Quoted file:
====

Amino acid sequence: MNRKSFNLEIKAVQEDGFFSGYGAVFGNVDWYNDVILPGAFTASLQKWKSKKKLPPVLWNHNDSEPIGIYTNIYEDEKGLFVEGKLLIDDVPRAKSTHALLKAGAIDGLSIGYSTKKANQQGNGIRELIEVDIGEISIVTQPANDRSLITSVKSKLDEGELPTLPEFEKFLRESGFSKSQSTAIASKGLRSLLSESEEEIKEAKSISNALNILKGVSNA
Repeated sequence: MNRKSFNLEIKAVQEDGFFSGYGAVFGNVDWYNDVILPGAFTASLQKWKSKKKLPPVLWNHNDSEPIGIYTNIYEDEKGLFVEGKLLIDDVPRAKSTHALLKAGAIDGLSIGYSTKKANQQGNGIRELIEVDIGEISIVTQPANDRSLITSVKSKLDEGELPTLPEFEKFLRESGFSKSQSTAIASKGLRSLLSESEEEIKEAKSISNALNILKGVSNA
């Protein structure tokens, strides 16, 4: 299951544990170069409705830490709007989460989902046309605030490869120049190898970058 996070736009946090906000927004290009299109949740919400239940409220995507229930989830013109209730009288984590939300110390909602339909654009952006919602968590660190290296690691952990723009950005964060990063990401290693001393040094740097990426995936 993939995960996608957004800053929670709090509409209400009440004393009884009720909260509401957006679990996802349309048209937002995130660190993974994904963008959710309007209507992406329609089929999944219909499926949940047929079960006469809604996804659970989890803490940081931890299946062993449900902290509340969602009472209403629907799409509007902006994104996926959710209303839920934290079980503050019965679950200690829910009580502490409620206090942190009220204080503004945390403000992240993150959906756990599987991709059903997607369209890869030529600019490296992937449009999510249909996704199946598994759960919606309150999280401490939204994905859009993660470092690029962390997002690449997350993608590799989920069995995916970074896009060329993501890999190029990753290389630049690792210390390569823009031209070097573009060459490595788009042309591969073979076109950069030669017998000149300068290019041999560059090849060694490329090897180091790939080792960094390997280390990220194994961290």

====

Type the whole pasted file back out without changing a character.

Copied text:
Amino acid sequence: MNRKSFNLEIKAVQEDGFFSGYGAVFGNVDWYNDVILPGAFTASLQKWKSKKKLPPVLWNHNDSEPIGIYTNIYEDEKGLFVEGKLLIDDVPRAKSTHALLKAGAIDGLSIGYSTKKANQQGNGIRELIEVDIGEISIVTQPANDRSLITSVKSKLDEGELPTLPEFEKFLRESGFSKSQSTAIASKGLRSLLSESEEEIKEAKSISNALNILKGVSNA
Repeated sequence: MNRKSFNLEIKAVQEDGFFSGYGAVFGNVDWYNDVILPGAFTASLQKWKSKKKLPPVLWNHNDSEPIGIYTNIYEDEKGLFVEGKLLIDDVPRAKSTHALLKAGAIDGLSIGYSTKKANQQGNGIRELIEVDIGEISIVTQPANDRSLITSVKSKLDEGELPTLPEFEKFLRESGFSKSQSTAIASKGLRSLLSESEEEIKEAKSISNALNILKGVSNA
């Protein structure tokens, strides 16, 4: 299951544990170069409705830490709007989460989902046309605030490869120049190898970058 996070736009946090906000927004290009299109949740919400239940409220995507229930989830013109209730009288984590939300110390909602339909654009952006919602968590660190290296690691952990723009950005964060990063990401290693001393040094740097990426995936 993939995960996608957004800053929670709090509409209400009440004393009884009720909260509401957006679990996802349309048209937002995130660190993974994904963008959710309007209507992406329609089929999944219909499926949940047929079960006469809604996804659970989890803490940081931890299946062993449900902290509340969602009472209403629907799409509007902006994104996926959710209303839920934290079980503050019965679950200690829910009580502490409620206090942190009220204080503004945390403000992240993150959906756990599987991709059903997607369209890869030529600019490296992937449009999510249909996704199946598994759960919606309150999280401490939204994905859009993660470092690029962390997002690449997350993608590799989920069995995916970074896009060329993501890999190029990753290389630049690792210390390569823009031209070097573009060459490595788009042309591969073979076109950069030669017998000149300068290019041999560059090849060694490329090897180091790939080792960094390997280390990220194994961290």